Solidarity and sharing
When a school of pilot whales has been beached and killed, the catch is distributed. The district administrator calculates the shares and distributes tickets, showing how much meat and blubber each person, who is entitled to a share, will receive.
The whale meat and blubber is divided according to how many have participated in the hunt and how many whales are caught. Depending on the size of the catch, the people who live in the area typically also receive a share.
When the district administrator has distributed the tickets, people go to the whale indicated on the ticket. Often, several people share a whale. They will butcher the whale together.
First the blubber is cut off in oblong pieces and laid on the ground, skin side down. Then the meat is cut and laid on top of the blubber to keep it off the ground.
When the meat is cut, those who have shared a whale divide the blubber and meat amongst themselves. One person then turns his back to the othersand is asked who should receive which part. In this way, any potential conflict or unfair distribution is avoided.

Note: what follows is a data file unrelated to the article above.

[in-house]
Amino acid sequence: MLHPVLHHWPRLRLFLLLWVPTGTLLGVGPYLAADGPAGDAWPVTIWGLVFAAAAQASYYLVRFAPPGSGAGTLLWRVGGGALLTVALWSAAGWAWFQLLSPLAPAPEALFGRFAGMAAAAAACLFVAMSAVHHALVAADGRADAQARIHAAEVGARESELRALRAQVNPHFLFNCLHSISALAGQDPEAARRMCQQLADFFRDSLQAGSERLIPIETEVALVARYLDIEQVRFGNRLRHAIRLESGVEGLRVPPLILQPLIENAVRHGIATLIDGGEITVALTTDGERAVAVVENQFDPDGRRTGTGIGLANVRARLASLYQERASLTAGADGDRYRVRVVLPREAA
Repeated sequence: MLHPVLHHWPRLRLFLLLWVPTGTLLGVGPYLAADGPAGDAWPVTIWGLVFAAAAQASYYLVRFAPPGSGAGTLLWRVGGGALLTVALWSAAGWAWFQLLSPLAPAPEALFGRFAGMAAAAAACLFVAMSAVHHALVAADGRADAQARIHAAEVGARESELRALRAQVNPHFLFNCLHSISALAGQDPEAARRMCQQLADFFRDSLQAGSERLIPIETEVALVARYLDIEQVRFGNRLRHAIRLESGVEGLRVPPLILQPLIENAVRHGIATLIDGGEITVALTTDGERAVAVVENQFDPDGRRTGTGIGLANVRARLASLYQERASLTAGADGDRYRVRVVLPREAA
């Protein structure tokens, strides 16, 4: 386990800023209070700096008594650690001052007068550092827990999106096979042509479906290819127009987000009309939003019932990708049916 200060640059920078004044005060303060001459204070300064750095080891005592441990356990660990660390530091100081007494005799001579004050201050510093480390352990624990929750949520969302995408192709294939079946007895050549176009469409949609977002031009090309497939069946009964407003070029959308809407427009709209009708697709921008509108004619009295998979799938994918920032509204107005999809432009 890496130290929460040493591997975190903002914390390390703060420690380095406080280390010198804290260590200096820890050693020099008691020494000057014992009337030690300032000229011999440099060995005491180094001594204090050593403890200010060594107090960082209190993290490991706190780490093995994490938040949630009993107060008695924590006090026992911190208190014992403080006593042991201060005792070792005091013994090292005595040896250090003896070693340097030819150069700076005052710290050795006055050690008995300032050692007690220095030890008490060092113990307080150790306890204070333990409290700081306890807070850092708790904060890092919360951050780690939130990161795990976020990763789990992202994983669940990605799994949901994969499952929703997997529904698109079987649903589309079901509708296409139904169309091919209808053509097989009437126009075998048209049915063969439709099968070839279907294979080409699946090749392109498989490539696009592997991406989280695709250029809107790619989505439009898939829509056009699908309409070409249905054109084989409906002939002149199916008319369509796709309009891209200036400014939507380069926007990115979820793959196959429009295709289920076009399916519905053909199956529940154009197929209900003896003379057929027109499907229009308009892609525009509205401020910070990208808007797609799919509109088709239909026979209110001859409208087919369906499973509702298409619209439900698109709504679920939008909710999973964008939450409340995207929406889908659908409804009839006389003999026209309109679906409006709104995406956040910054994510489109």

The distribution of the meat and blubber is regulated by law, in which it is stipulated that the district administrator, the foremen of the hunt and others with certain official responsibilities each receive a defined share.
The distribution is based on solidarity and has its roots all the way back to the earliest pilot whale hunts in the Faroes. The aim is to distribute shares as equitably as possible and for free.
On two islands, Sandoy and Suðuroy, the catch is only distributed among the local residents and not between those who participate in the hunt. This means that all who live in the area receive an equal share of the catch.
The Faroese whaling legislation:
The Pilot Whaling Act (english translation)
Executive order on the pilot whale drive (english translation)